One Little, Two Little Embryos
You know its fiction when a petri dish of embryos is just laying on a table, left alone in a room with a person who isn’t a doctor. Still, I love that Friends took on the surrogacy and infertility topic, and later on the adoption and infertility topic as well!
My life completely changed for the better three years ago yesterday. I will always consider October 24, 2013 to be one of the happiest days of my life, though I didn’t know it 100% at the time. In the moment, 10/24/13 was certainly a day filled with hope. It was also a day where I felt strangely confident, even after 5 straight years of failures. Part of me just knew on that particular day that a long struggle was finally ending, and a joyful journey we had been waiting so long for was about to begin.
On Thursday, October 24, 2013, Mike and I walked into our fertility clinic prepared to undertake our seventh physician-assisted fertility treatment, a FET (frozen embryo transfer). After our first daughter’s easy, natural conception back in October 2005, we were shocked when we went to create a sibling for her and it just refused to happen. We tried everything including charting cycles, Google, natural remedies, Clomid, Google, 5 IUIs, Google, an IVF, Google, and now, a FET. We had decided to transfer 2 of the 8 remaining embryos from our failed IVF the month prior (where I ended up pregnant for about 5 minutes with a beta HCG of 9.5). There was a risk of conceiving twins with a double embryo transfer, but frankly I was tired of it all and wanted the best possible odds for success, so we went for it.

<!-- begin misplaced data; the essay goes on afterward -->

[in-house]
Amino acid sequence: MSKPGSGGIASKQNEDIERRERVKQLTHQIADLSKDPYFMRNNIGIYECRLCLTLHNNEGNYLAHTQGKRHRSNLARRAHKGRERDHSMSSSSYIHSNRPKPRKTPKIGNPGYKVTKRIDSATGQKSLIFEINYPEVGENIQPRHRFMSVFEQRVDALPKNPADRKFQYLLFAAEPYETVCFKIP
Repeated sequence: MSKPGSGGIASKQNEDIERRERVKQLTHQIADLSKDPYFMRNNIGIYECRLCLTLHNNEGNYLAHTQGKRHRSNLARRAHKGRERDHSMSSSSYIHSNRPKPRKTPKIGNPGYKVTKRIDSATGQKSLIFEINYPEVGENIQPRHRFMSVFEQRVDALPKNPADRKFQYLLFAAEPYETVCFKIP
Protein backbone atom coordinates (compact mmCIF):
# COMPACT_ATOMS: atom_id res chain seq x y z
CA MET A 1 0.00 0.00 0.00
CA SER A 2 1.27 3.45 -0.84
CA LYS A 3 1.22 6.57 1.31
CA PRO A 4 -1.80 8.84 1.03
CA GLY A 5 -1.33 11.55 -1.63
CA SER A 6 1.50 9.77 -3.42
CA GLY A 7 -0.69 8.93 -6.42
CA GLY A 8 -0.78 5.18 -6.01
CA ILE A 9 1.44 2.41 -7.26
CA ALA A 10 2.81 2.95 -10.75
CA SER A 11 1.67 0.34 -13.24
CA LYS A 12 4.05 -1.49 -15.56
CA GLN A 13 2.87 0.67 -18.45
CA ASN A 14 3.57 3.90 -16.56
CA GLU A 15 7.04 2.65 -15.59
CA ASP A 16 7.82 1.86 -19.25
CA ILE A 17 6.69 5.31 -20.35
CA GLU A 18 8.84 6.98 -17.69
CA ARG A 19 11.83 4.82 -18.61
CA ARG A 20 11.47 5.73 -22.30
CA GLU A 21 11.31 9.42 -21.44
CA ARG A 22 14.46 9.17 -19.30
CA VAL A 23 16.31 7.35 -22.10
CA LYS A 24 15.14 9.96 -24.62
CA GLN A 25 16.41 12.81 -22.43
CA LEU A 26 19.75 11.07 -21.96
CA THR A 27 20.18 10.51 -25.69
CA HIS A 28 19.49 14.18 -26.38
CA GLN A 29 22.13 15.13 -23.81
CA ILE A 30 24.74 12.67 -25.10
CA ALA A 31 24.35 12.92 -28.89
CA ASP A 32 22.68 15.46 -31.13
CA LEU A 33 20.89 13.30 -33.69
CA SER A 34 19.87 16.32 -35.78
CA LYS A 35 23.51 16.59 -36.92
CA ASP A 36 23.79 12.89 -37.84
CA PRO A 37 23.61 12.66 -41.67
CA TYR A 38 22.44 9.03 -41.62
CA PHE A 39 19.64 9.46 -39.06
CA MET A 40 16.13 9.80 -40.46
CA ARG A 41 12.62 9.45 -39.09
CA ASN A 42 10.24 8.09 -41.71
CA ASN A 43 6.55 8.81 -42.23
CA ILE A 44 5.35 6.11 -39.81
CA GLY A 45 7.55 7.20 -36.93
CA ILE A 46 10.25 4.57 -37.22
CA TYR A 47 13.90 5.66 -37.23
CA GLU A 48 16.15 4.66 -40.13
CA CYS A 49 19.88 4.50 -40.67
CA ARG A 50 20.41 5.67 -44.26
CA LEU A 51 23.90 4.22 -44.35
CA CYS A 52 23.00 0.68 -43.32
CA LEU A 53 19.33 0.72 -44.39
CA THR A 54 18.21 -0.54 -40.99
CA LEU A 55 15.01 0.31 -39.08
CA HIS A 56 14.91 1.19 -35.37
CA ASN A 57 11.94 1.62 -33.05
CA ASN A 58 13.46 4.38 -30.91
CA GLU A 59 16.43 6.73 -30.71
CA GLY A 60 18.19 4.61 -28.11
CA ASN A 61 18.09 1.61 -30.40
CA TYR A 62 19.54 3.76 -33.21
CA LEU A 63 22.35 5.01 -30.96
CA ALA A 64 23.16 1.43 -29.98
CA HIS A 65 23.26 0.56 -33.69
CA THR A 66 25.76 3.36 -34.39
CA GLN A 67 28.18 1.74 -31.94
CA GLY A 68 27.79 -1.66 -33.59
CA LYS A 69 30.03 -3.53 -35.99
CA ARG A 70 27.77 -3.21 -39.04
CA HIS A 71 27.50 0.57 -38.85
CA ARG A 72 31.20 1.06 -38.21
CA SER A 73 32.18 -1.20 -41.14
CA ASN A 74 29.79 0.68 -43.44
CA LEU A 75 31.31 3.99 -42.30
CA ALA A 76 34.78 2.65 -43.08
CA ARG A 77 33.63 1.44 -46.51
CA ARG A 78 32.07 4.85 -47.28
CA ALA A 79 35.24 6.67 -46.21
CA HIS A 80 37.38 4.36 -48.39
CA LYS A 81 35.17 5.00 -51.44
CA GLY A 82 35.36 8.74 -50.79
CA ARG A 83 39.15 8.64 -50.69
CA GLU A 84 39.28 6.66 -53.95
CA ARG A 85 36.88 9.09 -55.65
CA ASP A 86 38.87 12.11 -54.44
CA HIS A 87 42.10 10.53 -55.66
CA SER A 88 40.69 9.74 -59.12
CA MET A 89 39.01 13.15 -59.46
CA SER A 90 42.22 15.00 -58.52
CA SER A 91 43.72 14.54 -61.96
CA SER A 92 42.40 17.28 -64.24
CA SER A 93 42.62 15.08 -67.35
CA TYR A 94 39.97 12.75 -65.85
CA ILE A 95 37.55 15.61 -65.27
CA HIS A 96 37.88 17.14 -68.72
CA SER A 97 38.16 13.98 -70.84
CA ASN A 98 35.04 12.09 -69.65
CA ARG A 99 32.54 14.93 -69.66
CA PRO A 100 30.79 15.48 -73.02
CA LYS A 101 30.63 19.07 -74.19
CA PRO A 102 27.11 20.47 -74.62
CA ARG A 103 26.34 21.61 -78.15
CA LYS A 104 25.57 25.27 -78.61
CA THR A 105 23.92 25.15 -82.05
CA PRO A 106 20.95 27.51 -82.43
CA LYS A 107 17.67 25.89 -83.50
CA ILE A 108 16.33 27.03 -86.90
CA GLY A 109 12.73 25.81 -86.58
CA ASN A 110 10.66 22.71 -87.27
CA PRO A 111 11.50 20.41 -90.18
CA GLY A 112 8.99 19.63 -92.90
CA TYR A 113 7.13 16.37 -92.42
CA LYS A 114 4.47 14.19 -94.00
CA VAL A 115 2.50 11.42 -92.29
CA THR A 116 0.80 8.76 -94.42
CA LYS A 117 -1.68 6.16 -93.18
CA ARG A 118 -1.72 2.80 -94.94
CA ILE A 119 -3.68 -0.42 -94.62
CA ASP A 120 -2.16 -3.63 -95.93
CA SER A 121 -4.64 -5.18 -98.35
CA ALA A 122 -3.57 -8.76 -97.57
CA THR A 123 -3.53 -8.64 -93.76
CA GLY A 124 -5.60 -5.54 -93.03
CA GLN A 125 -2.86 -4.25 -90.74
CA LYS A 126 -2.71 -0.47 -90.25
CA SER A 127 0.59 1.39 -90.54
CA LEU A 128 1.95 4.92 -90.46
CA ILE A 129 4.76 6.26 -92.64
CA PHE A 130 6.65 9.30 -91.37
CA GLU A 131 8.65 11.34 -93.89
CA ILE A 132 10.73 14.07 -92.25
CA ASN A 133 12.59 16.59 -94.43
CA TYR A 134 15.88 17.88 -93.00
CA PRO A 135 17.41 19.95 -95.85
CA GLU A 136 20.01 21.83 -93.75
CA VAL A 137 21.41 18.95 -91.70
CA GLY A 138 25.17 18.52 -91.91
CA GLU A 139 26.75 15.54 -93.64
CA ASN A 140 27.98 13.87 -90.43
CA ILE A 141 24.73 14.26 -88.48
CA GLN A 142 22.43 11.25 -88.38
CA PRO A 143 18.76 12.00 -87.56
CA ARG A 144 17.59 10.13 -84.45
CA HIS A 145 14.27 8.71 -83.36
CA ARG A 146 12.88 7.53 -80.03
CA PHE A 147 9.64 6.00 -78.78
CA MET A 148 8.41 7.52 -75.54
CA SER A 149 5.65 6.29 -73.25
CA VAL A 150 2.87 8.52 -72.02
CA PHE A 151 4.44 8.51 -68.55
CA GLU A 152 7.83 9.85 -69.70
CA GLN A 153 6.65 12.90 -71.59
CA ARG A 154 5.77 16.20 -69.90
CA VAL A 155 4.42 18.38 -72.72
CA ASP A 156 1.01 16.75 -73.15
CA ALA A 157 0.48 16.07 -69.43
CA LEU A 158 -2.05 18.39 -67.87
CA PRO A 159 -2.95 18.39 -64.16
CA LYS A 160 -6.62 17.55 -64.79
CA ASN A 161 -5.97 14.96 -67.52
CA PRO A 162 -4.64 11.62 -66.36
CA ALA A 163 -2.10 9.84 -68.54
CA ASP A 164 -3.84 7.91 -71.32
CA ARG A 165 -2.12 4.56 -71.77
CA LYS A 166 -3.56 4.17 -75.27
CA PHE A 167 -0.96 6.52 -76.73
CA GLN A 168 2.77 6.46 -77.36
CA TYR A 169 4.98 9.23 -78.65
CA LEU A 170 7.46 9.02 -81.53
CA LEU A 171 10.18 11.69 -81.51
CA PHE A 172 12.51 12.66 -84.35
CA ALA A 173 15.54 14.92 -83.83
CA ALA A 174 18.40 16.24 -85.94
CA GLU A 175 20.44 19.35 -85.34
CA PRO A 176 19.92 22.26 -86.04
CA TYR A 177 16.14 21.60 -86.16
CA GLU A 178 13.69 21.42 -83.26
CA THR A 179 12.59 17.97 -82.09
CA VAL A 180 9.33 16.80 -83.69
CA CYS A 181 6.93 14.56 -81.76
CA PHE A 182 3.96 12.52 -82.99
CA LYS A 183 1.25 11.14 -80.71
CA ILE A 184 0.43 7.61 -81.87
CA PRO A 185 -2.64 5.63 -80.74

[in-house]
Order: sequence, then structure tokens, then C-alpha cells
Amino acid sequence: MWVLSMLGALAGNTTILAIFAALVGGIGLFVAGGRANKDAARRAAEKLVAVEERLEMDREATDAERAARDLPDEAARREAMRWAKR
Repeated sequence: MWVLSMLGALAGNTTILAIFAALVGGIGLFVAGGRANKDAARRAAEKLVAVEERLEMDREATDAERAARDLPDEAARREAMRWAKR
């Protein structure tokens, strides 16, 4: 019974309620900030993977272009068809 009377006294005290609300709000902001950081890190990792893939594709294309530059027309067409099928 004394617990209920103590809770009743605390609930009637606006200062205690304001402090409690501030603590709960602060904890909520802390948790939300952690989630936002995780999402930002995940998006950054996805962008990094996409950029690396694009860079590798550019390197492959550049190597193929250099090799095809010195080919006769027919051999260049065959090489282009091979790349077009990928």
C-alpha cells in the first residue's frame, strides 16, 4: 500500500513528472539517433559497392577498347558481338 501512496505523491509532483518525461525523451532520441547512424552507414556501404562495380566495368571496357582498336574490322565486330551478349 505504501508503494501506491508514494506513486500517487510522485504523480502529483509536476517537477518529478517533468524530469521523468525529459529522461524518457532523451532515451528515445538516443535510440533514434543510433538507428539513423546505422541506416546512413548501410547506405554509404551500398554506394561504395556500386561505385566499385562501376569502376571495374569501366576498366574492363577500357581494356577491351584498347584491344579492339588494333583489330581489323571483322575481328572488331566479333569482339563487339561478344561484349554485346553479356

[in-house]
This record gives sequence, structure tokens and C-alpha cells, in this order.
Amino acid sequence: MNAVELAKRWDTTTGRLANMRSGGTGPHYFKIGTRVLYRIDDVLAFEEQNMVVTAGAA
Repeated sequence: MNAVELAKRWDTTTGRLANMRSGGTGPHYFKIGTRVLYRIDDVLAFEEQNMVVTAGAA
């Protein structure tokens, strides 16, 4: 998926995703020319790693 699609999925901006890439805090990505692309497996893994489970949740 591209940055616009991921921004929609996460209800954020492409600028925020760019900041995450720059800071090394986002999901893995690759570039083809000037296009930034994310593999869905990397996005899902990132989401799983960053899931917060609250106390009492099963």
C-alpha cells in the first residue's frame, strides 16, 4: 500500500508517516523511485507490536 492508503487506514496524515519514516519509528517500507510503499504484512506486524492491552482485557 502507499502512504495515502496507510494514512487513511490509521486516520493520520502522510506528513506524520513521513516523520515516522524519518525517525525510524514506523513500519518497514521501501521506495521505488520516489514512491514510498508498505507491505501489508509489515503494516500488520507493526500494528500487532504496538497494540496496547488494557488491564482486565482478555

For the past 5 years, Mike and I never were given a definite explanation for our fertility issues (other than an incorrect diagnosis of PCOS for me by our first doctor whom we dropped after 5 failed IUIs and a craptastic bedside manner). The only diagnosis we were given was “unexplained secondary infertility.” Which explains…..NOTHING! (Though I’m sure my “advanced maternal age” of 36-at-the time wasn’t helping matters). For me, not having a definitive reason for this no-second-child-conceiving-madness drove me more crazy than if one of us had an actual condition that prevented pregnancy. I’ve never felt more frustrated after receiving “normal” results from medical tests, let me tell you.
Sad News in the Waiting Room
Our monitoring clinic office was only about 20 minutes from our house, but the office where complex procedures went down was 2 hours away in Fancypants, NJ. After getting S7-at-the-time on the bus, Mike and I drove down to the clinic. We knew the drill:
- Check in.
- Get moved to a different room.
- Wait some more.
- Get called in to change into scrubs (Mike) and gown (me).
- Get settled on the cot (me) with IV (me, again).